Dáil Éireann - Volume 352 - 28 June, 1984

Written Answers. - Mother and Baby Homes.

415. Mr. Gregory-Independent asked the Minister for Health if he will outline the number of infants and children resident in each of the mother and baby homes in the country where their mother is no longer resident and in the case of each child if he will give details of the child's age and length of stay.

Minister for Health (Mr. B. Desmond): The information requested is set out in the table below:

Name of Home

No. of Children Resident Without Mother

Age

Length of Stay

Denny House, 83 Eglington Road, Dublin 4.

0

St. Patrick's Navan Road, Dublin 7.

9

2 are 3 months old

1 is 4 years old

2 are 5 years old

2 are 6 years old

1 is 7 years old

1 is 10 years old

All children resident from birth

Ard Mhuire, Dunboyne, Co. Meath.

0

Sacred Heart Home, Bessborough.

24

4 are less than 1 month old

6 are less than 2 months old

Resident from birth

Resident from birth

Sacred Heart Home, Bessborough.

24

4 are two months old

3 are 3 months old

1 is 4 months old

1 is 5 months old

3 are 2½ years old

Resident from birth

Resident from birth

Resident from birth

Resident from birth

Of these three children, one is resident for 2 months, one for 3 months and one for 5 months.

1 is 3 years old

Resident for 8 months.

1 is 4½ years old

Resident for 8 months.

416. Mr. Gregory-Independent asked the Minister for Health his view on the appropriateness of accommodation for individual infants or children in mother and baby home accommodation, in the light of professional thinking and previous Ministerial circulars favouring foster family care for such children; and the measures he proposes on this matter.

Minister for Health (Mr. B. Desmond): The main thrust of child care policy in recent years has been to move away from institutional care and to promote and develop fostering, adoption and other community-based services such as family case work and day care.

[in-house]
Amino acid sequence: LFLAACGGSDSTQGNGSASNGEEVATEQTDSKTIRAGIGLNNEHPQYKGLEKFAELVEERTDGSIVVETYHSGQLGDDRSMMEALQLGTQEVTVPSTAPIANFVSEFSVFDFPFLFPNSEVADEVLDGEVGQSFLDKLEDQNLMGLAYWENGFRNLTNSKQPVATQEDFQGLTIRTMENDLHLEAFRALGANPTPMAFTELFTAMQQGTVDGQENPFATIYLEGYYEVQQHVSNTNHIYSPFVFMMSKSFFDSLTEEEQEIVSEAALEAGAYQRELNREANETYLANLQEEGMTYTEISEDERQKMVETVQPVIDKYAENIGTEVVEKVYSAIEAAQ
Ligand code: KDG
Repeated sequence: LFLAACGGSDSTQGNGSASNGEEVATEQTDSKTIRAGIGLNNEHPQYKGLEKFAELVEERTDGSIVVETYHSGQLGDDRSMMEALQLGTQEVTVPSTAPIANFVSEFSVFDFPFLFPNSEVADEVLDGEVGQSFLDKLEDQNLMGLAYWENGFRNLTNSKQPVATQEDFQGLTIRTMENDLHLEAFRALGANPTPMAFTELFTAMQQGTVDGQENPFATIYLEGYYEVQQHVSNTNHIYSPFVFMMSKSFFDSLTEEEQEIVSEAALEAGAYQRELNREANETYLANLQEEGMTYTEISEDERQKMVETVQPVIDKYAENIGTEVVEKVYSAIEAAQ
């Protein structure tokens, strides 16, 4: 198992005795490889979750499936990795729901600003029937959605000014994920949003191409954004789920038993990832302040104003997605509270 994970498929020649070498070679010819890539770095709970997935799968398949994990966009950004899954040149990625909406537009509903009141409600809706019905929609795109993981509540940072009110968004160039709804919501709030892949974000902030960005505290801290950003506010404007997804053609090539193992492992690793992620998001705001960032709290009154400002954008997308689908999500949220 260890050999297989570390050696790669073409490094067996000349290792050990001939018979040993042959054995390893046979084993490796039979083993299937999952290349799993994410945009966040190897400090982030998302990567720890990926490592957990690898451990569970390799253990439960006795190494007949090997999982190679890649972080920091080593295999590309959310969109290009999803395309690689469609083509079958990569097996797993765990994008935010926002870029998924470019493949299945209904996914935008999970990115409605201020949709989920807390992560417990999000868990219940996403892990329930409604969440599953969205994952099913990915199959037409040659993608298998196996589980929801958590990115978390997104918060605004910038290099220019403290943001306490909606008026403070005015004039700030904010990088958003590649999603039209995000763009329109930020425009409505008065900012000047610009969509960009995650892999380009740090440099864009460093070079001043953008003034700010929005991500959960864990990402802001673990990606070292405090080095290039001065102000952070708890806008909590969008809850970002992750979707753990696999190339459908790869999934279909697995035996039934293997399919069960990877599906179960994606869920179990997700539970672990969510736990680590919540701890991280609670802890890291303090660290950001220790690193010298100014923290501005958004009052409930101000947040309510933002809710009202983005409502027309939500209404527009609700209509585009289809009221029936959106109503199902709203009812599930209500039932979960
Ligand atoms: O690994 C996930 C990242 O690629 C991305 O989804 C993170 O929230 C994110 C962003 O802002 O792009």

Nowadays only two mother and baby homes retain babies for any appreciable length of time, St. Patrick's, Navan Road, Dublin 7, and the Sacred Heart Home, Bessborough, Cork. Policy of both these homes is to care for infants for a short period after birth to give mothers an opportunity to decide on the future course of action which would be in their children's best interests. The Sacred Heart Home also provides short-term accommodation for older children, of whom there are currently five in residence, whose mothers have just given birth to a second child. St. Patrick's provide accommodation for seven severely handicapped children who have been resident [1258] there since birth. These are children for whom care in the community is not possible, so severe are their disabilities, and for whom institutional care is the only option.

I can assure the Deputy that policy will continue to be based on the principle that care in a family setting is the most desirable arrangement for children who, for whatever reason, cannot reside with their natural family. However, there are obviously cases where fostering is not appropriate either because of the particular needs of the child or unavailability at the time of suitable foster parents. In such cases the only alternative is some form of residential care. For this reason health boards while acknowledging fostering as the preferable option, will continue to support residential services, including mother and baby homes, at a level sufficient to ensure availability of care, at all times, even at short notice, for children unable to reside in their own homes.